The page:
Morin said, in the Air Force, choices were made very deliberately over the last several years about transitioning certain work away from uniformed military members and into the civilian workforce.
For one reason, he said, civilians provide continuity in highly-technical jobs that military members cannot simply because they so frequently rotate to new jobs, new geographic locations or out of government entirely. And for many positions, they also tend to be much more cost effective, he said.
“We need to have the right part of the workforce doing the right job to meet the operational needs and to do it at best value. I don’t think formulaic management is the right answer,” Morin said. “I think we have to continue to look at that whole human capital force and apply the right people to the right problem at the right time. And continuing to develop our people is critical, because we’re relying more and more on them.”
And that reliance, Morin said, is coming at a time when a huge chunk of the government’s civilian base of knowledge and expertise is getting ready to depart civil service.
“You know, we have a tremendous civilian science and technology workforce in the Air Force, but the average age is over 50. Those folks are looking toward retirement now, and we need to build a new generation,” he said. “We’ve got to manage through that, and that means you can’t subscribe to blanket moves that are going to impair your ability to prepare for the future. The folks that are nearing retirement might shift their plans by a year or two, but at some point they’re going to leave. If we’ve lost that time to have overlap and transfer of knowledge and highly-technical skills from the previous generations to the next, we will regret that for a long time to come.”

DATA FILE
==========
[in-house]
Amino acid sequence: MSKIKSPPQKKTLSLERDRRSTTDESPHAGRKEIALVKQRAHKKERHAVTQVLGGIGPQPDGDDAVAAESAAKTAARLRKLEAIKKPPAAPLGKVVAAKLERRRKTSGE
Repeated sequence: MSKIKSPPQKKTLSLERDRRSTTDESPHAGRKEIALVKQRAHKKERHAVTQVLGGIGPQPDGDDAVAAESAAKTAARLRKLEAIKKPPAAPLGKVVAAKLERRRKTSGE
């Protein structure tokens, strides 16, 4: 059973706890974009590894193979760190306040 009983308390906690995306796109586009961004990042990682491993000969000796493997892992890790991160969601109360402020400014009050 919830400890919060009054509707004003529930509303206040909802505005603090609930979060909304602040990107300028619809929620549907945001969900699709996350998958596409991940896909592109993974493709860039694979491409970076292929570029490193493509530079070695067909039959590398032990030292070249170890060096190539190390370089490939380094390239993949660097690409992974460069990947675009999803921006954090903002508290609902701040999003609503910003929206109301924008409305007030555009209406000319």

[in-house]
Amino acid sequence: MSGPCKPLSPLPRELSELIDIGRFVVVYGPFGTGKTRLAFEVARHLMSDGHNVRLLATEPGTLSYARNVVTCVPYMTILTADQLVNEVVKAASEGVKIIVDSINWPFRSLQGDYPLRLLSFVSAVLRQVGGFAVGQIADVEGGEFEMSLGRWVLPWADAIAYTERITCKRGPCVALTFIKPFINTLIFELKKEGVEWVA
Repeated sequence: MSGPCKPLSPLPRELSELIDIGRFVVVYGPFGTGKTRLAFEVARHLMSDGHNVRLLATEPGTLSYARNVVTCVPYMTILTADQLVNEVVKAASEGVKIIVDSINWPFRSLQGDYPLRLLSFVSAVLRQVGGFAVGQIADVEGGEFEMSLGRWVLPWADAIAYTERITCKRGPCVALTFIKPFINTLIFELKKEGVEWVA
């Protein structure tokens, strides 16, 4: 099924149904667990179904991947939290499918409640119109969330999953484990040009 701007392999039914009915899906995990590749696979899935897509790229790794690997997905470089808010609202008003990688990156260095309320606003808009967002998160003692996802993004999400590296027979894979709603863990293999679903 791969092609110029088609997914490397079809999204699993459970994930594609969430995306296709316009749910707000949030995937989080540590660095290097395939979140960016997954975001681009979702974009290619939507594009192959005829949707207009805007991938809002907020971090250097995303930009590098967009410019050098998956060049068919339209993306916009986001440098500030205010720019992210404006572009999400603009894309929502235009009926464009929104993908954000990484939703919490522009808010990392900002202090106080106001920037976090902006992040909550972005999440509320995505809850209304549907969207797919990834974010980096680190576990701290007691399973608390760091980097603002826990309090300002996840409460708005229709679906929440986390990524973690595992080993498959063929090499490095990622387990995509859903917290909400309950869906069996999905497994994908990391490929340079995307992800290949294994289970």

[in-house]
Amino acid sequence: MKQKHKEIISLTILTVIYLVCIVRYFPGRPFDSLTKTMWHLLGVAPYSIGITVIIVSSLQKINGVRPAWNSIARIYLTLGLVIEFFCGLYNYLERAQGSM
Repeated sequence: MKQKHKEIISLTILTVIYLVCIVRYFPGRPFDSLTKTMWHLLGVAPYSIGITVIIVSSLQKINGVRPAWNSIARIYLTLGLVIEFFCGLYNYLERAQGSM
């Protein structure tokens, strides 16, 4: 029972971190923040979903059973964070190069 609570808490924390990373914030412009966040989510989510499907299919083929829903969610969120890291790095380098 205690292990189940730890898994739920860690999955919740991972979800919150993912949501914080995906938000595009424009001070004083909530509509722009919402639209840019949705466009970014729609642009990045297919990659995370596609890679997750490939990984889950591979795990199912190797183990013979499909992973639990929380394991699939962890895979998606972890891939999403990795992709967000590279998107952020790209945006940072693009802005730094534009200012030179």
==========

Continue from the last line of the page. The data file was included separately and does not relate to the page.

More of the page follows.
Work said federal civilians and agency managers also need some relief from an ongoing political debate between the merits of civilian employees versus contractors. The result, he said, has been a see-saw over which approach the government should favor.
“Since 2001, the Department of the Navy went through a great, great wave of outsourcing. Let’s get rid of government civilians because we’ll save 60 cents on the dollar. OK. Five years later, hey, we need to insource, because we’ll save 60 cents for every contractor we get rid of. That’s kind of new math to me,” he said.
Work said civil servants in DoD are tired.
“I believe they feel like they’re under siege,” he said. “They’ve had two years of pay freezes, the bonus situation is changing constantly, they hear in the press that their jobs need to be cut. I think it’s time in this administration that we really focus in on the civilian workforce as part of the total force and make sure we have that right.”
Tom Temin is the host of The Federal Drive, which airs from 6-9 a.m. on 1500 AM in the Washington, DC region and online everywhere. Tom has 30 years experience in journalism, mostly in technology markets. Before coming to Federal News Radio, he was a long-serving editor-in-chief of Government Computer News and Washington Technology magazines.